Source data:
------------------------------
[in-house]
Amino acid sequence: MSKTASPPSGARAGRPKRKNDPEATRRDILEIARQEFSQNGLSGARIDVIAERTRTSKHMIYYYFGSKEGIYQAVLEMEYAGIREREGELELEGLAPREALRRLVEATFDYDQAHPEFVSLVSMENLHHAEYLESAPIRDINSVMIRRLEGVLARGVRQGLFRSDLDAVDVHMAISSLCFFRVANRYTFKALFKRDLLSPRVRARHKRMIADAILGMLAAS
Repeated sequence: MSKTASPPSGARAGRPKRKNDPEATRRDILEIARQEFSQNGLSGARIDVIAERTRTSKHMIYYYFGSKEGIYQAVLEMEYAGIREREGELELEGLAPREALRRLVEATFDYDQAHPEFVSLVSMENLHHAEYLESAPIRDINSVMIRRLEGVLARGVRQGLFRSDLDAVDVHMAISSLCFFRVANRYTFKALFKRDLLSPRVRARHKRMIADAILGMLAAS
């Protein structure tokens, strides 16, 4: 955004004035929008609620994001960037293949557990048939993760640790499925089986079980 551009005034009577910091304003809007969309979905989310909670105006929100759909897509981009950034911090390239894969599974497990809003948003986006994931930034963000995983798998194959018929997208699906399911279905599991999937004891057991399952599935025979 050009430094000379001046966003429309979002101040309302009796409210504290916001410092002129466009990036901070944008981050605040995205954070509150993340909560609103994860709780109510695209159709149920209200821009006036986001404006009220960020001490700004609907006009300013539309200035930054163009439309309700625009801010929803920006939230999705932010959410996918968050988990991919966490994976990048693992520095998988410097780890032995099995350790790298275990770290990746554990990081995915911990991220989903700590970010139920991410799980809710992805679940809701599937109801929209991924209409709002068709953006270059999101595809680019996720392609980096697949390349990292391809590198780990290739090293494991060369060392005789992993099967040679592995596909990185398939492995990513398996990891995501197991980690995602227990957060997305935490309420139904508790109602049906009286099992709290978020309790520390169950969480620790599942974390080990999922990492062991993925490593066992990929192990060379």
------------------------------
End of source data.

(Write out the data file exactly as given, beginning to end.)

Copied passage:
[in-house]
Amino acid sequence: MSKTASPPSGARAGRPKRKNDPEATRRDILEIARQEFSQNGLSGARIDVIAERTRTSKHMIYYYFGSKEGIYQAVLEMEYAGIREREGELELEGLAPREALRRLVEATFDYDQAHPEFVSLVSMENLHHAEYLESAPIRDINSVMIRRLEGVLARGVRQGLFRSDLDAVDVHMAISSLCFFRVANRYTFKALFKRDLLSPRVRARHKRMIADAILGMLAAS
Repeated sequence: MSKTASPPSGARAGRPKRKNDPEATRRDILEIARQEFSQNGLSGARIDVIAERTRTSKHMIYYYFGSKEGIYQAVLEMEYAGIREREGELELEGLAPREALRRLVEATFDYDQAHPEFVSLVSMENLHHAEYLESAPIRDINSVMIRRLEGVLARGVRQGLFRSDLDAVDVHMAISSLCFFRVANRYTFKALFKRDLLSPRVRARHKRMIADAILGMLAAS
């Protein structure tokens, strides 16, 4: 955004004035929008609620994001960037293949557990048939993760640790499925089986079980 551009005034009577910091304003809007969309979905989310909670105006929100759909897509981009950034911090390239894969599974497990809003948003986006994931930034963000995983798998194959018929997208699906399911279905599991999937004891057991399952599935025979 050009430094000379001046966003429309979002101040309302009796409210504290916001410092002129466009990036901070944008981050605040995205954070509150993340909560609103994860709780109510695209159709149920209200821009006036986001404006009220960020001490700004609907006009300013539309200035930054163009439309309700625009801010929803920006939230999705932010959410996918968050988990991919966490994976990048693992520095998988410097780890032995099995350790790298275990770290990746554990990081995915911990991220989903700590970010139920991410799980809710992805679940809701599937109801929209991924209409709002068709953006270059999101595809680019996720392609980096697949390349990292391809590198780990290739090293494991060369060392005789992993099967040679592995596909990185398939492995990513398996990891995501197991980690995602227990957060997305935490309420139904508790109602049906009286099992709290978020309790520390169950969480620790599942974390080990999922990492062991993925490593066992990929192990060379």